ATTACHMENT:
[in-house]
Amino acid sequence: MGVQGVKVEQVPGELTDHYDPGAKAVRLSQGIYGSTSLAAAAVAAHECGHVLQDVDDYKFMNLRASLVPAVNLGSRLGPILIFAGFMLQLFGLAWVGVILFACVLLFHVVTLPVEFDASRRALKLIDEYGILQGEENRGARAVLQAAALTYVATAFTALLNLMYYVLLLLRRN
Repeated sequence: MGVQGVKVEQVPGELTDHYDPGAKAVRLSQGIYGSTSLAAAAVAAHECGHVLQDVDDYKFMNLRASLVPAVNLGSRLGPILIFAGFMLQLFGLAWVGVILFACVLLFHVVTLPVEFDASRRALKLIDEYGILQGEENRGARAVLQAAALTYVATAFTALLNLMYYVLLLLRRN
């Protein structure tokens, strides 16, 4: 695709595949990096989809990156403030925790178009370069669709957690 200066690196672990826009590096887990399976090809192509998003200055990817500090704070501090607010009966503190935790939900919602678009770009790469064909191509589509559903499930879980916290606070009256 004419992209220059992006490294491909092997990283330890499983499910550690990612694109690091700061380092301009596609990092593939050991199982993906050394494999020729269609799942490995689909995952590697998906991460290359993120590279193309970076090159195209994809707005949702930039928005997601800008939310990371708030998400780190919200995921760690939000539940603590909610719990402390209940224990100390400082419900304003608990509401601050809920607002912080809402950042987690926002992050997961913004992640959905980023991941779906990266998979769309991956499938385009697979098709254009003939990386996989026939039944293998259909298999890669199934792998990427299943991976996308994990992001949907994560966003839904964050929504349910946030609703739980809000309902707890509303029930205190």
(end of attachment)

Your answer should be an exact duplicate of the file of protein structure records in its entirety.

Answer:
[in-house]
Amino acid sequence: MGVQGVKVEQVPGELTDHYDPGAKAVRLSQGIYGSTSLAAAAVAAHECGHVLQDVDDYKFMNLRASLVPAVNLGSRLGPILIFAGFMLQLFGLAWVGVILFACVLLFHVVTLPVEFDASRRALKLIDEYGILQGEENRGARAVLQAAALTYVATAFTALLNLMYYVLLLLRRN
Repeated sequence: MGVQGVKVEQVPGELTDHYDPGAKAVRLSQGIYGSTSLAAAAVAAHECGHVLQDVDDYKFMNLRASLVPAVNLGSRLGPILIFAGFMLQLFGLAWVGVILFACVLLFHVVTLPVEFDASRRALKLIDEYGILQGEENRGARAVLQAAALTYVATAFTALLNLMYYVLLLLRRN
């Protein structure tokens, strides 16, 4: 695709595949990096989809990156403030925790178009370069669709957690 200066690196672990826009590096887990399976090809192509998003200055990817500090704070501090607010009966503190935790939900919602678009770009790469064909191509589509559903499930879980916290606070009256 004419992209220059992006490294491909092997990283330890499983499910550690990612694109690091700061380092301009596609990092593939050991199982993906050394494999020729269609799942490995689909995952590697998906991460290359993120590279193309970076090159195209994809707005949702930039928005997601800008939310990371708030998400780190919200995921760690939000539940603590909610719990402390209940224990100390400082419900304003608990509401601050809920607002912080809402950042987690926002992050997961913004992640959905980023991941779906990266998979769309991956499938385009697979098709254009003939990386996989026939039944293998259909298999890669199934792998990427299943991976996308994990992001949907994560966003839904964050929504349910946030609703739980809000309902707890509303029930205190």